Pre-conference Workshops

Thursday, October 3, 2:00–5:00 p.m.

Separate registration and fee required ($100 members; $150 non-members); seating will be limited, so register early.

Workshop 1: Educating for Global Awareness and Sensibilities:  Frameworks, Components, Syntheses
How are global literacies and ethics defined and developed in general education and the majors?  What kinds of learning do students need to responsibly and effectively connect their global knowledge with concrete actions for the common good?  What are we learning about how to encourage global understanding?  Participants will explore what global education is in general: the frameworks, components, syntheses and the kinds of thinking and acting that comprise global learning.  They will learn about models and habits that can be used to engage students and faculty in systems thinking – understanding how actions taken locally connect to larger regions and populations and vice versa.  Participants will be asked to bring their own global learning syllabi, projects, questions, and challenges to focus the discussion.  They will have the opportunity to work on refining and developing specific objectives, plans, and pedagogies that fit in their own contexts – in a course, or campus-wide efforts.  
Indira Nair, Professor and Vice Provost Emeritus, Carnegie Mellon University

Workshop 2: Global Learning and Ethics
What are the ethical dilemmas that students, faculty, and graduates face in a multicultural college and workplace?  What is the meaning of global citizenship and the scope of global responsibility? Participants will consider some of the concrete forms that these ethical questions take for students, faculty, and administrators who are committed to weaving global learning throughout their courses and programs.  Participants will be asked to share their primary interests and grouped accordingly to discuss issues of central concern to their work in the liberal arts and sciences.  Examples of such issues might include cultures and languages across the curriculum, strategies for combining online and face-to-face education across permeable boundaries, faculty career and academic advising, and study abroad civic engagement.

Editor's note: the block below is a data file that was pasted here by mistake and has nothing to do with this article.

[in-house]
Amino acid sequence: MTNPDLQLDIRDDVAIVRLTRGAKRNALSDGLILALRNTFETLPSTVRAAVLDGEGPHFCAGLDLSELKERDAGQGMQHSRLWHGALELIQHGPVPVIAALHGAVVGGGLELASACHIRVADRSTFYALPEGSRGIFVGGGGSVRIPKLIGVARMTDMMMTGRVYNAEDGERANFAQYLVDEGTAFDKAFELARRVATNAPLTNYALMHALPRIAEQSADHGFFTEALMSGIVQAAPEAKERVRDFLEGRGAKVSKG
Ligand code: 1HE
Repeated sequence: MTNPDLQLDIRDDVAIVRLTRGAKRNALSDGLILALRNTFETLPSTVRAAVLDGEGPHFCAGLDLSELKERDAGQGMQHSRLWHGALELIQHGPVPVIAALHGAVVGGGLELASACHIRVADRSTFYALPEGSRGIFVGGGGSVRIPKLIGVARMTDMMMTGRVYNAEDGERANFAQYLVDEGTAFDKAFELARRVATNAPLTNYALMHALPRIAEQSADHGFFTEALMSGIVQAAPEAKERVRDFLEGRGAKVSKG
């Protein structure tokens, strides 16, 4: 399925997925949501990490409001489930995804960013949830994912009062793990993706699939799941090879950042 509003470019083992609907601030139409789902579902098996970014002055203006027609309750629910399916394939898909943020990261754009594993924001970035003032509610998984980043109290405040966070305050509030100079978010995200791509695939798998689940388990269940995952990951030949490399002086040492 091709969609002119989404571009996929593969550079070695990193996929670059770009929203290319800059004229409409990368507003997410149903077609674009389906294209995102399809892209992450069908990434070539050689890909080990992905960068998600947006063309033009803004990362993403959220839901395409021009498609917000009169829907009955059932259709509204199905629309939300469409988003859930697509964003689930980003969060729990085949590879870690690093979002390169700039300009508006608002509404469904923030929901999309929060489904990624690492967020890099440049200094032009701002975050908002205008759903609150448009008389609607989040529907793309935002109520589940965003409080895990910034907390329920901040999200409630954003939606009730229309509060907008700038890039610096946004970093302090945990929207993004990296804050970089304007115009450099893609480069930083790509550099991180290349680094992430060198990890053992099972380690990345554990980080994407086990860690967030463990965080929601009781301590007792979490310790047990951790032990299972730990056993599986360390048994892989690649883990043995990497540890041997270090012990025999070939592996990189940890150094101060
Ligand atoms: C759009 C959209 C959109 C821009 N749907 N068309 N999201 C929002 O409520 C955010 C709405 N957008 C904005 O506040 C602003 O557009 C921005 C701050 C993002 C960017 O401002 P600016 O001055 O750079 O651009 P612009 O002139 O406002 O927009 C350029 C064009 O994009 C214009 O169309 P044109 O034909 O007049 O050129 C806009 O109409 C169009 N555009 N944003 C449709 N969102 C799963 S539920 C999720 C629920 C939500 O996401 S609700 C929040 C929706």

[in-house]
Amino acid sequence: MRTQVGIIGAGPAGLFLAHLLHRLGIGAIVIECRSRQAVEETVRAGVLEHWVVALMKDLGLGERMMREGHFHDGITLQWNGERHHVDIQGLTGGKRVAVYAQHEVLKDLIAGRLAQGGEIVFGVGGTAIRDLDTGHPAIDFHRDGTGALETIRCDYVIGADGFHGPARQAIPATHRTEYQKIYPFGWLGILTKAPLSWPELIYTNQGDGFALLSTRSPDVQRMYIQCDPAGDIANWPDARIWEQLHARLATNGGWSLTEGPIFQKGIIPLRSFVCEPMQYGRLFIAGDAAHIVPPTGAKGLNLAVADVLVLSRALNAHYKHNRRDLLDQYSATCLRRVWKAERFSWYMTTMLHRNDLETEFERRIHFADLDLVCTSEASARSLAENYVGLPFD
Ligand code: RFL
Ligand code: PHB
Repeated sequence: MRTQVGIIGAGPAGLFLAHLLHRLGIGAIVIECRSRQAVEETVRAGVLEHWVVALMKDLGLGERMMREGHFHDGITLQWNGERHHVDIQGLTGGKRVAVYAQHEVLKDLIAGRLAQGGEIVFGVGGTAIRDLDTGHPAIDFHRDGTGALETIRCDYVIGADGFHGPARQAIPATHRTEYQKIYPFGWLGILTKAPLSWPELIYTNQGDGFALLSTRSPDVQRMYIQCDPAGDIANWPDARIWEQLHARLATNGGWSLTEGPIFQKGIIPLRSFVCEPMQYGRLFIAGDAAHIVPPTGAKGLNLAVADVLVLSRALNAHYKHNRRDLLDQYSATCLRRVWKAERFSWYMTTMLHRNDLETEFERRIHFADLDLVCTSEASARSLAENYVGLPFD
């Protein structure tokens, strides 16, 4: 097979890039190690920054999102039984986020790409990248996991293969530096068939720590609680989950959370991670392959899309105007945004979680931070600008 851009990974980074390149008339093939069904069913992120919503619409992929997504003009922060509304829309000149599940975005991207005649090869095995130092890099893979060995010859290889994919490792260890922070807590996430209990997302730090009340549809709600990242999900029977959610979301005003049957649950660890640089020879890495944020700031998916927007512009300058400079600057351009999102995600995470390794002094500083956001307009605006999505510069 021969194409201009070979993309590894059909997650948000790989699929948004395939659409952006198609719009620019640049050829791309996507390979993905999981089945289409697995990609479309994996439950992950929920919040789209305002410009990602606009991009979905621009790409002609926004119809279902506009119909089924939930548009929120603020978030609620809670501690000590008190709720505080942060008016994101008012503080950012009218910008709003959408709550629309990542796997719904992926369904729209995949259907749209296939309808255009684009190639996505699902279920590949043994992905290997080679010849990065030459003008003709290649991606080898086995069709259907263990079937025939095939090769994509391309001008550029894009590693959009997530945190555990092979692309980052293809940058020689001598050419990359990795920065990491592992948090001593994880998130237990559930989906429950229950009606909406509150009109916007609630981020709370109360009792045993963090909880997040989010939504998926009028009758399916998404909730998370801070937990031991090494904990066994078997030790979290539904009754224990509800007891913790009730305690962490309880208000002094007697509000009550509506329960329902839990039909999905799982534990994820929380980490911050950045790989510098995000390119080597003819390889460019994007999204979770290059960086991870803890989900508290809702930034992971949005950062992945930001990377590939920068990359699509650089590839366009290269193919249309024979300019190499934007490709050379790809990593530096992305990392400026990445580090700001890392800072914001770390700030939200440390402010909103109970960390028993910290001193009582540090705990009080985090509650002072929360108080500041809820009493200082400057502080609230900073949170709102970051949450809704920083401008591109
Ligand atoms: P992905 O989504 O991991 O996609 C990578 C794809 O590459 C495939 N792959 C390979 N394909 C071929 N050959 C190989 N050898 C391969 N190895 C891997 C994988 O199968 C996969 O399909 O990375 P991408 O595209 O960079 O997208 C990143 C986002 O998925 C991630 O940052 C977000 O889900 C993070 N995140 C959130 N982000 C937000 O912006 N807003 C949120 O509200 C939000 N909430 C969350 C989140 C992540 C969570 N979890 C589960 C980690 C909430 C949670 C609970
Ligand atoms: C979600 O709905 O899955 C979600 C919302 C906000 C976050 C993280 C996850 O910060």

Stephen L. Esquith, Professor of Philosophy and Dean of the Residential College in the Arts and Humanities, Michigan State University

Workshop 3: Situated Solutions: Global Learning through Interdisciplinary Problem-Solving in Specific Contexts
In their lives and careers, students will grapple with complex global challenges, including energy, water, public health, education, climate, and conflict. Solutions to these challenges will be highly interdisciplinary and context-driven, and they will play out differently depending on where they are situated. Participants will consider how their students might tackle global problems situated in highly local contexts – whether down the street or around the globe—and work to design interdisciplinary, inquiry-driven learning experiences for their campuses. Examples from Worcester Polytechnic Institute will illustrate how these experiences can promote transferrable learning outcomes such as research skills, critical thinking, collaborative problem-solving, and communication while increasing student engagement.
Richard Francis Vaz, Dean, Interdisciplinary and Global Studies; and Kristin K. Wobbe, Associate Dean of Undergraduate Studies and Associate Professor, Chemistry and Biochemistry—both of Worcester Polytechnic Institute

SOLD OUT-- Workshop 4: Assessing Global Learning:  A National Rubric and Practical Application 
With global learning taking on increasingly central positions within colleges and universities, participants in AAC&U’s Shared Futures initiative have created a rubric—intended to stand alongside the other rubrics developed as part of AAC&U’s VALUE (Valid Assessment of Learning in Undergraduate Education) initiative—that campuses can use as a direct assessment measure of student learning in this area.  This workshop offers participants the opportunity to learn about the rubric’s design and purpose and walk through its framework, dimensions, and definitions.  Participants will engage in hands-on exercises using the rubric to evaluate samples of student work, approaching this process from the perspectives of both faculty and assessment professionals.  Finally, participants will be encouraged to explore potential uses of this global learning assessment tool in relation to initiatives and projects at their home campuses.
David A. Blair, Director, Institutional Assessment, St. Edwards University; andSarah Fatherly, Associate Provost and Dean of University Programs, Queens University of Charlotte